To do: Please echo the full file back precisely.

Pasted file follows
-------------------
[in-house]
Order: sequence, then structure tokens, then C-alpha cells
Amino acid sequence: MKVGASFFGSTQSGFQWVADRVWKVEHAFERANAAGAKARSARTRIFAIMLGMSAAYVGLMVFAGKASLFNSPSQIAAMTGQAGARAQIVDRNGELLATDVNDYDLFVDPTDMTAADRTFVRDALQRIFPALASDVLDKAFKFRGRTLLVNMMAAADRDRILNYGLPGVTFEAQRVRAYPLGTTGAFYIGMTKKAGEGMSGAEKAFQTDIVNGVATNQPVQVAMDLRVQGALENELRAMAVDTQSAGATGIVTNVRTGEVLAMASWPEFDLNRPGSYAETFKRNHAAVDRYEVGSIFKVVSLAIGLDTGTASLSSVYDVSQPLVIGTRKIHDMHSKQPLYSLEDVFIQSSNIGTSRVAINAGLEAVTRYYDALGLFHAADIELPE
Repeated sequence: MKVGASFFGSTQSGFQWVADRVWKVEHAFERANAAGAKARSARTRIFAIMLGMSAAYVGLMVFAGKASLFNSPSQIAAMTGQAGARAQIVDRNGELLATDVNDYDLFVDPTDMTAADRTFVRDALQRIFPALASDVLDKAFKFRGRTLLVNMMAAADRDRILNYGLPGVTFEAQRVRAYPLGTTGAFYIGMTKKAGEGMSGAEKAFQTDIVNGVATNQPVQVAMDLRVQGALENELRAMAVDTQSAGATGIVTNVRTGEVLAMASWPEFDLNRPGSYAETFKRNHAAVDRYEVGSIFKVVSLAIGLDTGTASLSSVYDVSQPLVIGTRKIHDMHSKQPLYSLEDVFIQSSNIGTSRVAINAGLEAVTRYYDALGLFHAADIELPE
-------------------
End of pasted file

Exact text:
[in-house]
Order: sequence, then structure tokens, then C-alpha cells
Amino acid sequence: MKVGASFFGSTQSGFQWVADRVWKVEHAFERANAAGAKARSARTRIFAIMLGMSAAYVGLMVFAGKASLFNSPSQIAAMTGQAGARAQIVDRNGELLATDVNDYDLFVDPTDMTAADRTFVRDALQRIFPALASDVLDKAFKFRGRTLLVNMMAAADRDRILNYGLPGVTFEAQRVRAYPLGTTGAFYIGMTKKAGEGMSGAEKAFQTDIVNGVATNQPVQVAMDLRVQGALENELRAMAVDTQSAGATGIVTNVRTGEVLAMASWPEFDLNRPGSYAETFKRNHAAVDRYEVGSIFKVVSLAIGLDTGTASLSSVYDVSQPLVIGTRKIHDMHSKQPLYSLEDVFIQSSNIGTSRVAINAGLEAVTRYYDALGLFHAADIELPE
Repeated sequence: MKVGASFFGSTQSGFQWVADRVWKVEHAFERANAAGAKARSARTRIFAIMLGMSAAYVGLMVFAGKASLFNSPSQIAAMTGQAGARAQIVDRNGELLATDVNDYDLFVDPTDMTAADRTFVRDALQRIFPALASDVLDKAFKFRGRTLLVNMMAAADRDRILNYGLPGVTFEAQRVRAYPLGTTGAFYIGMTKKAGEGMSGAEKAFQTDIVNGVATNQPVQVAMDLRVQGALENELRAMAVDTQSAGATGIVTNVRTGEVLAMASWPEFDLNRPGSYAETFKRNHAAVDRYEVGSIFKVVSLAIGLDTGTASLSSVYDVSQPLVIGTRKIHDMHSKQPLYSLEDVFIQSSNIGTSRVAINAGLEAVTRYYDALGLFHAADIELPE